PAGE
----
Sat04182015

News

Car breaks through glass door, closes Trader Joe’s for the day

Car breaks through glass door, closes Trader Joe’s for the day

Alicia Castro/Town Crier
Trader Joe's employees survey the damage after a car smashed through the glass doorway earlier today.

Trader Joe’s on Homestead Road is closed for the remainder of the day (April 17) after a car barreled through the glas...

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Schools

Pinewood student writes book about living with autism

Pinewood student writes book about living with autism


Traci Newell/Town Crier
Pinewood School senior Georgia Lyon wrote and illustrated “How to Be Human: Diary of an Autistic Girl” in 2013.

Although first published under a pseudonym, Pinewood School student Georgia Lyon is stepping out to ...

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Community

Sale offers opportunity to 'discover' jewels, fight cancer

Sale offers opportunity to 'discover' jewels, fight cancer

Volunteers and staff at the American Cancer Society's Discovery Shop in downtown Los Altos urge shoppers to "Be A Gem, Buy A Jewel" during the shop's special sale this Friday (April 17) and Saturday (April 18).

The sale is an opportunity to find Mot...

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Comment

Editorial: Let's assume not to presume

Two recent downtown Los Altos stories offer lessons in the drawbacks of jumping to conclusions.

A few months back, the Town Crier published an article on Ladera Autoworks on First Street closing its doors. That part was true, but the reason was not....

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Special Sections

Fitness focus: No holds barred for Los Altos sisters

Fitness focus: No holds barred for Los Altos sisters


Photos Courtesy of Barre 3
Gillian Brotherson, kneeling at left, guides studio instructors through a workout at barre3 Los Altos.

Health is all about balance. That’s what two Los Altos natives learned as they navigated work, motherhood and welln...

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Business

Steinway gallery brings pianos, musicians to downtown Los Altos

Steinway gallery brings pianos, musicians to downtown Los Altos


Alicia Castro/Town Crier
Chrissy Huang, manager of Steinway Piano Gallery in Los Altos, showcases Steinway & Sons’ signature instruments. The gallery plans to host concerts with performers tickling the ivories.

A new downtown Los Altos bus...

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Books

'Pope Joan' Book weaves tale around legend of female pontiff

'Pope Joan' Book weaves tale around legend of female pontiff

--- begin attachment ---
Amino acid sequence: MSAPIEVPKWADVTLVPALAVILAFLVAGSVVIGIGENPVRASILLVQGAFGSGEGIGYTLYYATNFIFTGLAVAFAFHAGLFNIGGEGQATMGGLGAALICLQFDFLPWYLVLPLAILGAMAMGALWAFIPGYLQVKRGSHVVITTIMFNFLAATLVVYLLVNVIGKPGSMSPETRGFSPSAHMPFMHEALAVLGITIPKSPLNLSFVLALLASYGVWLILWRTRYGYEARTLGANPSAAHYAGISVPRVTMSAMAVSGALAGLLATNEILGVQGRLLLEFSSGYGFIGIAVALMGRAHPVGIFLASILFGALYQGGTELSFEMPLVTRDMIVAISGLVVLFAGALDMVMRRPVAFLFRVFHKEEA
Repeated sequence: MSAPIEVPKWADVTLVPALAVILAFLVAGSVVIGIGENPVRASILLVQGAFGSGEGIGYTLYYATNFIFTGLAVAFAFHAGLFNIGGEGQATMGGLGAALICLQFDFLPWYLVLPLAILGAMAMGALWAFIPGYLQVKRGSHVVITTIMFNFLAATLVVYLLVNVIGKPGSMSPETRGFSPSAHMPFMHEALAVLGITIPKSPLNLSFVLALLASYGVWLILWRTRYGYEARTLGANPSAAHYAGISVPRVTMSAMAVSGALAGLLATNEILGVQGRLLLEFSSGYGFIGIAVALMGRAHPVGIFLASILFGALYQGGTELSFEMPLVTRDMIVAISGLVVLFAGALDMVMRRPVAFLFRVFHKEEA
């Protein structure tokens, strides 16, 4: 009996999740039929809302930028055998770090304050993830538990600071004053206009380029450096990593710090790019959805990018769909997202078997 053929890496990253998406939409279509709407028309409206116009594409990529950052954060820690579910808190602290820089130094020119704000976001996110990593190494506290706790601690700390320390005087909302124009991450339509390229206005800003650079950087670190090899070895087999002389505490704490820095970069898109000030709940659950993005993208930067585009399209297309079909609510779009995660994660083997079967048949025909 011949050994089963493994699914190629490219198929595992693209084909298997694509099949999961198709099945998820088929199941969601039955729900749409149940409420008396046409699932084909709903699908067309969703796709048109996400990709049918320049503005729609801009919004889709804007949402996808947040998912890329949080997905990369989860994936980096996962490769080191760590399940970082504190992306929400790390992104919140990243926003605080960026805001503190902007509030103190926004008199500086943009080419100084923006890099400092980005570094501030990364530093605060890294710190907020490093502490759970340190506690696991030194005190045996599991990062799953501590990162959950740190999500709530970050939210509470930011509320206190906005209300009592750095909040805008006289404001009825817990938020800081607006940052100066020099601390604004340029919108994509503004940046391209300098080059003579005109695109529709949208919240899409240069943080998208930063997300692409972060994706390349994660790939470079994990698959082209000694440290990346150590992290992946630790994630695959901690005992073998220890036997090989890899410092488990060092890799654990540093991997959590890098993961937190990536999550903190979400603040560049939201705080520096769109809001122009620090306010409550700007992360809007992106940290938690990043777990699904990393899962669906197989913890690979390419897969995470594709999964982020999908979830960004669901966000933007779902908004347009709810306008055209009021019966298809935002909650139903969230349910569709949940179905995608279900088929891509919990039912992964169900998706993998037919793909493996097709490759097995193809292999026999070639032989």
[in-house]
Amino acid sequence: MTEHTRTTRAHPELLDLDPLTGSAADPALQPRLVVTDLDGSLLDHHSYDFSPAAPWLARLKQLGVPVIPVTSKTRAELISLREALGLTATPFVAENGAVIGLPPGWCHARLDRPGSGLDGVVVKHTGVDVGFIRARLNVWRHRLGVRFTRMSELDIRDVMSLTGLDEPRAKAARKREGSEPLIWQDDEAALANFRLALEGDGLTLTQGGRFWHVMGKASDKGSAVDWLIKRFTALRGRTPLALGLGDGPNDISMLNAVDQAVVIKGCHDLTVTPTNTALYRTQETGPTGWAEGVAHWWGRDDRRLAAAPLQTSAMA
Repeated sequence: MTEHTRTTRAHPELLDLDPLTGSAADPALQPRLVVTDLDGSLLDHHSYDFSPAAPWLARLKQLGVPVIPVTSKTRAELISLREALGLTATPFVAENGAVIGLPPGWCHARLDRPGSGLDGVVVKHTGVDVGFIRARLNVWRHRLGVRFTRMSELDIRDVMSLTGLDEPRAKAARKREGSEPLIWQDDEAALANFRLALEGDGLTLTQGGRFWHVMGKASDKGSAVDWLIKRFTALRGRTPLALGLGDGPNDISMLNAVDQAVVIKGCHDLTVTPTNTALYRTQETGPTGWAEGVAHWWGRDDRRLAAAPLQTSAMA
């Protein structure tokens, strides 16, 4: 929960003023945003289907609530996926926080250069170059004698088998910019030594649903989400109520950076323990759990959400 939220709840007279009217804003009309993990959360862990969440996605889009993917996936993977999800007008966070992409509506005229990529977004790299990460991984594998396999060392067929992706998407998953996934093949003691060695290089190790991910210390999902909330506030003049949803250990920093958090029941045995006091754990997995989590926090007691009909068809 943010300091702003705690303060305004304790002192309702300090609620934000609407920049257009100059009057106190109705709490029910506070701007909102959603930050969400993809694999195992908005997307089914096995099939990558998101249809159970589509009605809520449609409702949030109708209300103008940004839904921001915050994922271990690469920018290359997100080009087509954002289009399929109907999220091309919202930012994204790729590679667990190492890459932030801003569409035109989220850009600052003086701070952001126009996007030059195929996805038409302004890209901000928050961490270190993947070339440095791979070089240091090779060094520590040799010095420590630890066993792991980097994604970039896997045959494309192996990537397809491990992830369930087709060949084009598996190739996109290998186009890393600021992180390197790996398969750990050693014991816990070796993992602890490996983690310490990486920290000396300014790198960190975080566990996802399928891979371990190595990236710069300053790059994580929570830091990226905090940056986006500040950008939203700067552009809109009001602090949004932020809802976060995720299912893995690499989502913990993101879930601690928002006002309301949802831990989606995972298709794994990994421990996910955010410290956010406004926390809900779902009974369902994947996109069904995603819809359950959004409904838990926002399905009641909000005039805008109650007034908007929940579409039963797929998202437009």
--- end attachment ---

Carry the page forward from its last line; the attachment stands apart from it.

The idea that there may have a female pope at one time in history has generated much speculation throughout the centuries. “Pope Joan” (Crown, 1996) by Donna Woolfolk Cross, does not answer the question; rather, the author has created a detai...

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People

GREG STAHLER

GREG STAHLER

Greg Stahler died unexpecdly in his home in Belmont on March 26, 2015. (He was born in Mountain View on June 23, 1972). He will really be missed by three beautiful young children, Haley 7, Hannah 5, and Tyler 3, and his wife Kathryn. He will also b...

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Travel

Cuba libre: Local residents join mad rush of travelers

Cuba libre: Local residents join mad rush of travelers


Natalie Elefant/Special to the Town Crier
Los Altos resident Natalie Elefant noted the vibrant street performances as a traveler in Cuba.

The U.S. restored diplomatic relations with Cuba late last year, enabling Americans to import $100 worth of cig...

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Stepping Out

'Those Darn Squirrels' invading Mountain View

'Those Darn Squirrels' invading Mountain View


Courtesy of Lyn Flaim Healy/ Spotlight Moments Photography
Noelle Merino stars in Peninsula Youth Theatre’s “Those Darn Squirrels.”

The Peninsula Youth Theatre’s world premiere adaptation of “Those Darn Squirrels” is scheduled Friday and Saturda...

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Spiritual Life

Magazine

Food for thought: Hidden Villa programs offer teens training in sustainability on the farm

Food for thought: Hidden Villa programs offer teens training in sustainability on the farm


/Town Crier It’s not all cute and cuddly for teens participating in the eight-week Animal Husbandry Apprenticeship program at Hidden Villa in Los Altos Hills. Mia Mosing of Palo Alto, left, and Sophia Jackson of Los Altos clean the pigpens – one of...

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Inside Mountain View

Home for disabled youth yields greener pastures

Home for disabled youth yields greener pastures


Alicia Castro/Town Crier
Green Pastures staff member JP Mercada, below right, helps Tommy, who lives at the group home, sort through papers and organize his room.

Tucked in the corner of a quiet residential cul-de-sac in Mountain View, Green Pastur...

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The confusing future of automobile fuels


Gary Anderson/Special to the Town Crier
The Green Car Journal named the Honda Accord – offered in standard gas and gas-hybrid versions – “Green Car of the Year” at the Los Angeles International Auto Show.

With California the de facto leader of an eight-state consortium to reduce automotive emissions, the Los Angeles International Auto Show, held the week before Thanksgiving, seemed like the logical place to find out what the future holds for automobile fuel systems.

That’s where we were Nov. 20 and 21, and sure enough, the big introductions on the Honda, Toyota and Hyundai stands included vehicles powered by hydrogen fuel-cell systems that they are promising to put into production in the next two years.